Championing Autistic Youth in Foster Care

Around half of the children in foster care have a chronic disability. Autistic children, specifically, are 2.4 times more likely to be in foster care than their neurotypical peers.

Autism is a commonly misunderstood developmental disability that affects how people think, understand the world, move, communicate and socialize. It’s estimated that 1 in 59 people are autistic. While no two autistic people are alike, all autistic people share the fact that they perceive the world differently, and might act differently than others.

To shed light on the unique strengths and beauty the autistic community brings, we spoke with Mission Granbury Volunteer Coordinator Paula Prater and CASA volunteer Mary Malley about their experiences advocating for autistic children.

Paula has been a volunteer coordinator with the Granbury-based CASA program for nearly four years. She specializes in advocacy for autistic children and children with special needs, and her heart for this work stems from the fact that her son is autistic. Like any other diagnosis, it has come with its own set of challenges—but is also a huge part of what makes her son special.

“He’s just really fun. He has a real sweet spirit and a real loving heart,” Paula said. “He’s smart in different ways….He loves rollercoasters and he can tell you any fact about parks across the country. He can tell you facts about an amusement park in Japan!”

Autism looks different for every person, and every person has a different level of support needs, hence the term “autism spectrum.” Some people, like Paula’s son, love to talk about their special interests. Some have differences in how they move or talk. Some process their senses differently—for example, they might be extra sensitive to sound, or light. Some autistic people do repetitive motions, like rocking back and forth, flapping their hands, or making certain noises—this is called stimming. These are just a few examples of what the autism spectrum can look like.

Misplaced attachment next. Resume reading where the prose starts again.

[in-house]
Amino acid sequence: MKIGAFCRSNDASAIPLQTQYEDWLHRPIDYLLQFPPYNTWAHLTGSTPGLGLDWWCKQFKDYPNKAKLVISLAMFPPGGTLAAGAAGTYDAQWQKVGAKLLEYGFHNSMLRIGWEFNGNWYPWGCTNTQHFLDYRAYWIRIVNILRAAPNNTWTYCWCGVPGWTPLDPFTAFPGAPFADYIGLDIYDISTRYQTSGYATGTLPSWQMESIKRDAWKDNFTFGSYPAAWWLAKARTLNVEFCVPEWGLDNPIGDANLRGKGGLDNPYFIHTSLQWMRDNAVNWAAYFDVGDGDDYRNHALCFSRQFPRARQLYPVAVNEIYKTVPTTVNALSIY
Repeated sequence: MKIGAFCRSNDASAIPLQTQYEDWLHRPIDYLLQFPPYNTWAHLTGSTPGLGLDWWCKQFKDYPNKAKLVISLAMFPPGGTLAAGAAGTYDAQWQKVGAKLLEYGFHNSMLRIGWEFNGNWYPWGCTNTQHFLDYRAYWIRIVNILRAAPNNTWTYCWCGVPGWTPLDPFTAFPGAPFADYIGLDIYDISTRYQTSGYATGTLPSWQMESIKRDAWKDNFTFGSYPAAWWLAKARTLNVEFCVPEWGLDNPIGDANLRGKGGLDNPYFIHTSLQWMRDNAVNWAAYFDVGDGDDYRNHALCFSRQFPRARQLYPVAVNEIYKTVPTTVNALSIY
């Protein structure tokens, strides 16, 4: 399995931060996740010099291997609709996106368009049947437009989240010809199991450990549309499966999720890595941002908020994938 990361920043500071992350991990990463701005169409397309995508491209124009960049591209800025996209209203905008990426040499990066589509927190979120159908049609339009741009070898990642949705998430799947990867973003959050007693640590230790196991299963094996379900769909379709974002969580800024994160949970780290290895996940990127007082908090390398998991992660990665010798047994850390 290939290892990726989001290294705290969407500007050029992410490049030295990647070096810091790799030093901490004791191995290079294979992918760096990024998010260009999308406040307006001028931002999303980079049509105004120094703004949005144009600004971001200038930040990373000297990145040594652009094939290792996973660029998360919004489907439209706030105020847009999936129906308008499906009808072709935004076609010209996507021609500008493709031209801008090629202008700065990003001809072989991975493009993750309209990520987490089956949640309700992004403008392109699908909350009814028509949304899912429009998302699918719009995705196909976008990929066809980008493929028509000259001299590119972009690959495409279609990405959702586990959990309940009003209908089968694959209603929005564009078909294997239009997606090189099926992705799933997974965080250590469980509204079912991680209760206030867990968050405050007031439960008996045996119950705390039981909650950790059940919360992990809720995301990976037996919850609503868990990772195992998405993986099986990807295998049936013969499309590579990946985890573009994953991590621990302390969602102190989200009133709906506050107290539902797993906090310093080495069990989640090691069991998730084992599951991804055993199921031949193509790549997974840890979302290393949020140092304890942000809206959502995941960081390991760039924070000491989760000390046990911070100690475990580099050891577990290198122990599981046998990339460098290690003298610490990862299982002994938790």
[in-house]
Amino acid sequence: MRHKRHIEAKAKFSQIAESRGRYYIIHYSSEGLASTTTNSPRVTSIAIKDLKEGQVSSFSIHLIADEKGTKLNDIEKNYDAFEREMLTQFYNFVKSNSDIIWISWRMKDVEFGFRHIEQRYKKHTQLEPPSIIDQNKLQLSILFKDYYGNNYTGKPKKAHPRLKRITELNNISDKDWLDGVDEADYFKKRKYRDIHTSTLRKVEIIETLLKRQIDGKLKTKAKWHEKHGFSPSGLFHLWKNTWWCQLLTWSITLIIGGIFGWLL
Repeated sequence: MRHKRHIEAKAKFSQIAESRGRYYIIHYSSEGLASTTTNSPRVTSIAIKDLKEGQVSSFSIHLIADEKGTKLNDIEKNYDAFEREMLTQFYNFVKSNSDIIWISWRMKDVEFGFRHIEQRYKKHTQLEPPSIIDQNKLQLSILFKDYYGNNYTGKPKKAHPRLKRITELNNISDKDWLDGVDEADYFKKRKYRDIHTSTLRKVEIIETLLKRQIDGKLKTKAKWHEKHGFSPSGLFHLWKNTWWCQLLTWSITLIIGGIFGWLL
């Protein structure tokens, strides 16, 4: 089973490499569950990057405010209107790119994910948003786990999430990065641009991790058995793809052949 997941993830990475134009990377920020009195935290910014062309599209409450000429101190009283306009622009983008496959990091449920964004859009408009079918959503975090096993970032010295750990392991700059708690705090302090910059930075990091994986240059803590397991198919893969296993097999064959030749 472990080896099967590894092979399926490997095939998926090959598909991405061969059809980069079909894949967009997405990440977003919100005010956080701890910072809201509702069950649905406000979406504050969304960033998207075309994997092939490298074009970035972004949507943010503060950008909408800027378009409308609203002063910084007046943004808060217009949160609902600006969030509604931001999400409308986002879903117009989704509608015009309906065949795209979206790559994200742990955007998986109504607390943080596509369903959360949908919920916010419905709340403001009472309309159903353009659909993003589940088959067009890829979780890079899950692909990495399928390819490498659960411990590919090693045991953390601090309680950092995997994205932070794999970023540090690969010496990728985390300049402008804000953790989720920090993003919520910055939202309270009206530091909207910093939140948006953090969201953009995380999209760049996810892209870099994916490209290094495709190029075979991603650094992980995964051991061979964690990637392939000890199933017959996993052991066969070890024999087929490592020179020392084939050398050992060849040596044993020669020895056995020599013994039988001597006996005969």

People who don’t know much about autism might be afraid or uncomfortable when they’re exposed to certain behaviors associated with it, Paula said. When asked how CASA volunteers can best support autistic children in foster care, she explained: be curious, be open minded, and meet them where they are. Don’t be afraid to ask questions, both with the young people and their caregivers.

“Society tends to undervalue or underestimate these children,” she said. “They are going to have their own boundaries, desires, dreams, whether they can articulate them or not… it just might take longer to see. But ask!”

One CASA volunteer Paula supervises, Mary Malley, worked as a substitute high school teacher for about three years, mostly in special education, before becoming a CASA volunteer. Right now, she is advocating for Sam* a 19-year-old young man living in a residential treatment center in Denton. Sam is autistic. Though he doesn’t speak, Mary said, he is a great communicator in other ways.

“He’s really smart,” Mary said. “He mainly just, with me, writes on a tablet. I’m so impressed, because he’s faster on a tablet than I am speaking to him!”

Sam’s case is ongoing. In a recent hearing, it was decided that after he graduates from school at age 22, he will go to a different group home. For now, Mary works to see that he is happy and safe in his placement, and that he knows she is there for him.

In addition to communicating with her on his tablet, Sam also writes her letters and emails. He loves to help and to serve—for example, one of his jobs at his school is to pick up trash, which he tells Mary all about and clearly takes pride in.

“I feel like he’s always happy, and he’s always interested in you and how you are,” she said. “I just try to see if he can have a good day.”

Every child and youth in foster care deserves a dedicated advocate by their side. Autistic young people are no exception—they deserve someone who will get to know them, celebrate their strengths, help them through their challenges and ensure their voice is heard.

“Just be with them! Get to know them!” Paula said. “And you’re going to find out they’ve got the greatest hearts. They’ve got such unique abilities and personalities that are just waiting to be known.”

Interested in learning more about autism? This free book from the Autistic Self Advocacy Network, Welcome to the Autistic Community, is a great place to start! You can also watch the video below to learn more about the community.

*Name changed for confidentiality.